Columbia biotechnology company Osiris Therapeutics has reached a deal to sell its marquee stem cell drug, the first to win government approval, for up to $100 million.
A subsidiary of Australian company Mesoblast Ltd. has agreed to pay $50 million for the technology behind Prochymal and the drug itself, and Osiris could receive up to $50 million more if the drug passes certain clinical trials and regulatory reviews, the companies said.
Prochymal is being evaluated in a final round of clinical trials for use in treating Crohn's disease as well as a disorder known as graft versus host disease that can occur after stem cell or bone marrow transplants. Osiris was founded in 1992 to develop stem cell therapies that can be used to stop inflammation and regenerate tissue.
The deal would mean Osiris moving on from what has been its key project for more than 20 years. Company officials said the sale allows them to focus on other projects with potential.
"With this transaction, we will focus our business on those areas that are of greatest commercial value to Osiris moving forward," Osiris chairman Peter Friedli said in a statement.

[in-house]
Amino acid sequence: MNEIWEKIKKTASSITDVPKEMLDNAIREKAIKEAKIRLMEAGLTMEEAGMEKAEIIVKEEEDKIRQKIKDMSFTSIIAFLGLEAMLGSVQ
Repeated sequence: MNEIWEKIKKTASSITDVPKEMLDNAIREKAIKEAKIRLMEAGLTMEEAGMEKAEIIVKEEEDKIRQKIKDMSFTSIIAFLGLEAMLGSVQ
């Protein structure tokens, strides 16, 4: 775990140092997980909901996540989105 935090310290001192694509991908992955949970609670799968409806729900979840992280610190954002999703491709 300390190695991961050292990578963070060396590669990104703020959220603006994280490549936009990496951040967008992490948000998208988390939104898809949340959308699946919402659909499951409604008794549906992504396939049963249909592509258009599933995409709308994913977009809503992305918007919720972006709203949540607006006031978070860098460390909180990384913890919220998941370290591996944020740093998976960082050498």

Other projects the company is working on include Chondrogen and Osteocel-XC, both drugs that stimulate bone regeneration.
Company officials were not available for comment Friday.
Osiris broke ground in the global stem cell research field in May 2012 when it announced it had received the world's first governmental approval to market a stem cell drug. Canada granted the first approval, and New Zealand soon followed.
Prochymal is made from adult stem cells, and while it was approved for marketing toward patients with the rare graft versus host disease, Osiris also has clinical trials underway testing the drug on patients with cardiac disease and Type 1 diabetes.
The company moved to Baltimore two years after being founded in Ohio. It later moved to Columbia.
Shares of Osiris, traded on the Nasdaq under the symbol OSIR, closed up 5 percent at $18.01 each on Friday.
Osiris will receive $35 million of the deal's initial $50 million in cash, with the rest to be paid in either cash or Mesoblast stock upon delivery of the Prochymal technology. Osiris also will receive what it called "single to low double-digit" royalties on any sales Mesoblast receives from the technology.
The sale is expected to close in the fourth quarter of this year.